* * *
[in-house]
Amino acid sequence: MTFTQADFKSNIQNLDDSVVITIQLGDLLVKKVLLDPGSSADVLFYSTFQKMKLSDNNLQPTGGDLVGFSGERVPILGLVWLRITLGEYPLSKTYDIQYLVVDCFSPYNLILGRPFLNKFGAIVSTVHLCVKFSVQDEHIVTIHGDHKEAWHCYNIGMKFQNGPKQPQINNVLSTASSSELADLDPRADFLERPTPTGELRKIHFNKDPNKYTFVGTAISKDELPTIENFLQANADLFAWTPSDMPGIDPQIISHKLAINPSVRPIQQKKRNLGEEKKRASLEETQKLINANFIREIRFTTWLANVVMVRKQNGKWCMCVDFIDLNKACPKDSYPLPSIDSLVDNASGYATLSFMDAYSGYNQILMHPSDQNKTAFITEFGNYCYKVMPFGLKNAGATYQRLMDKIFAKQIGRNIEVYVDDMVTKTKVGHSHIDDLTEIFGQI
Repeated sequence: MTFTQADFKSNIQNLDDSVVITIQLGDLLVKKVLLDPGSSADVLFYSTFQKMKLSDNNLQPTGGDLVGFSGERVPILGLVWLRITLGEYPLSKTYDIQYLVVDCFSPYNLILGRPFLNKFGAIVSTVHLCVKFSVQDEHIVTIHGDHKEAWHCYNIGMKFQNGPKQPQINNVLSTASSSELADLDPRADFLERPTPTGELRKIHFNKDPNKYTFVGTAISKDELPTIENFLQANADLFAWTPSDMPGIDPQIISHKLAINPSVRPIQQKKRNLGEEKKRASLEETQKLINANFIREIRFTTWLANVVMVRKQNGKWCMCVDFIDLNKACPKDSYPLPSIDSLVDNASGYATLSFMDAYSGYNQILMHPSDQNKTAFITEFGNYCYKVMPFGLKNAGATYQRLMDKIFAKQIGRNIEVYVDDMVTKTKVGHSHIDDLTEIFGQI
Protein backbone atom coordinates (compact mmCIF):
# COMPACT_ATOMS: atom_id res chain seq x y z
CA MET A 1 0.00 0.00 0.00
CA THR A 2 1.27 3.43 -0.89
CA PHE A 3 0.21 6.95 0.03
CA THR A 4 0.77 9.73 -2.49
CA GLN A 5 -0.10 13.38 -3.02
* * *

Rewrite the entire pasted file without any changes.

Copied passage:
[in-house]
Amino acid sequence: MTFTQADFKSNIQNLDDSVVITIQLGDLLVKKVLLDPGSSADVLFYSTFQKMKLSDNNLQPTGGDLVGFSGERVPILGLVWLRITLGEYPLSKTYDIQYLVVDCFSPYNLILGRPFLNKFGAIVSTVHLCVKFSVQDEHIVTIHGDHKEAWHCYNIGMKFQNGPKQPQINNVLSTASSSELADLDPRADFLERPTPTGELRKIHFNKDPNKYTFVGTAISKDELPTIENFLQANADLFAWTPSDMPGIDPQIISHKLAINPSVRPIQQKKRNLGEEKKRASLEETQKLINANFIREIRFTTWLANVVMVRKQNGKWCMCVDFIDLNKACPKDSYPLPSIDSLVDNASGYATLSFMDAYSGYNQILMHPSDQNKTAFITEFGNYCYKVMPFGLKNAGATYQRLMDKIFAKQIGRNIEVYVDDMVTKTKVGHSHIDDLTEIFGQI
Repeated sequence: MTFTQADFKSNIQNLDDSVVITIQLGDLLVKKVLLDPGSSADVLFYSTFQKMKLSDNNLQPTGGDLVGFSGERVPILGLVWLRITLGEYPLSKTYDIQYLVVDCFSPYNLILGRPFLNKFGAIVSTVHLCVKFSVQDEHIVTIHGDHKEAWHCYNIGMKFQNGPKQPQINNVLSTASSSELADLDPRADFLERPTPTGELRKIHFNKDPNKYTFVGTAISKDELPTIENFLQANADLFAWTPSDMPGIDPQIISHKLAINPSVRPIQQKKRNLGEEKKRASLEETQKLINANFIREIRFTTWLANVVMVRKQNGKWCMCVDFIDLNKACPKDSYPLPSIDSLVDNASGYATLSFMDAYSGYNQILMHPSDQNKTAFITEFGNYCYKVMPFGLKNAGATYQRLMDKIFAKQIGRNIEVYVDDMVTKTKVGHSHIDDLTEIFGQI
Protein backbone atom coordinates (compact mmCIF):
# COMPACT_ATOMS: atom_id res chain seq x y z
CA MET A 1 0.00 0.00 0.00
CA THR A 2 1.27 3.43 -0.89
CA PHE A 3 0.21 6.95 0.03
CA THR A 4 0.77 9.73 -2.49
CA GLN A 5 -0.10 13.38 -3.02